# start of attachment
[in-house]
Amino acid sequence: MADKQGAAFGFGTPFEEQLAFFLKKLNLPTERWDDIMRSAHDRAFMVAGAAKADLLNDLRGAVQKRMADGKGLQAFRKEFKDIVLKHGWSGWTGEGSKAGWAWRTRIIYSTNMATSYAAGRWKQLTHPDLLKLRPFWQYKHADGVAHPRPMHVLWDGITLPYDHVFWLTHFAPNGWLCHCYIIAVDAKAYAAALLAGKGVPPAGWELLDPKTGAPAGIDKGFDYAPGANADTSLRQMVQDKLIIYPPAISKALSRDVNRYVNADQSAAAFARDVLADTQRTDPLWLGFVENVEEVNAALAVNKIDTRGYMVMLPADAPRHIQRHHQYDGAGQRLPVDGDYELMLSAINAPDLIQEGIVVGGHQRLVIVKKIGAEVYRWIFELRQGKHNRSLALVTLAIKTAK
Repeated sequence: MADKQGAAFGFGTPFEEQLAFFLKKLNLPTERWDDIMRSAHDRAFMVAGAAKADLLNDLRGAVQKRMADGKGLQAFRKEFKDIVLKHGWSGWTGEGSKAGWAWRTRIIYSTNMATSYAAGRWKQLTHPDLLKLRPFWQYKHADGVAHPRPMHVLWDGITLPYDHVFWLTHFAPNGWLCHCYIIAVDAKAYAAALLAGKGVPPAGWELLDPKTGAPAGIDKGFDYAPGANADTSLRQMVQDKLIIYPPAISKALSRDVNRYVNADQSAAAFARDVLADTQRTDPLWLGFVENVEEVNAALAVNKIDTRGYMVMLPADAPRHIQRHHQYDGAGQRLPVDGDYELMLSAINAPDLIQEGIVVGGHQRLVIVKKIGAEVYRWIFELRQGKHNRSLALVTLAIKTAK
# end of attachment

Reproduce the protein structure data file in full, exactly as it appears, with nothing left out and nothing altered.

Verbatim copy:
[in-house]
Amino acid sequence: MADKQGAAFGFGTPFEEQLAFFLKKLNLPTERWDDIMRSAHDRAFMVAGAAKADLLNDLRGAVQKRMADGKGLQAFRKEFKDIVLKHGWSGWTGEGSKAGWAWRTRIIYSTNMATSYAAGRWKQLTHPDLLKLRPFWQYKHADGVAHPRPMHVLWDGITLPYDHVFWLTHFAPNGWLCHCYIIAVDAKAYAAALLAGKGVPPAGWELLDPKTGAPAGIDKGFDYAPGANADTSLRQMVQDKLIIYPPAISKALSRDVNRYVNADQSAAAFARDVLADTQRTDPLWLGFVENVEEVNAALAVNKIDTRGYMVMLPADAPRHIQRHHQYDGAGQRLPVDGDYELMLSAINAPDLIQEGIVVGGHQRLVIVKKIGAEVYRWIFELRQGKHNRSLALVTLAIKTAK
Repeated sequence: MADKQGAAFGFGTPFEEQLAFFLKKLNLPTERWDDIMRSAHDRAFMVAGAAKADLLNDLRGAVQKRMADGKGLQAFRKEFKDIVLKHGWSGWTGEGSKAGWAWRTRIIYSTNMATSYAAGRWKQLTHPDLLKLRPFWQYKHADGVAHPRPMHVLWDGITLPYDHVFWLTHFAPNGWLCHCYIIAVDAKAYAAALLAGKGVPPAGWELLDPKTGAPAGIDKGFDYAPGANADTSLRQMVQDKLIIYPPAISKALSRDVNRYVNADQSAAAFARDVLADTQRTDPLWLGFVENVEEVNAALAVNKIDTRGYMVMLPADAPRHIQRHHQYDGAGQRLPVDGDYELMLSAINAPDLIQEGIVVGGHQRLVIVKKIGAEVYRWIFELRQGKHNRSLALVTLAIKTAK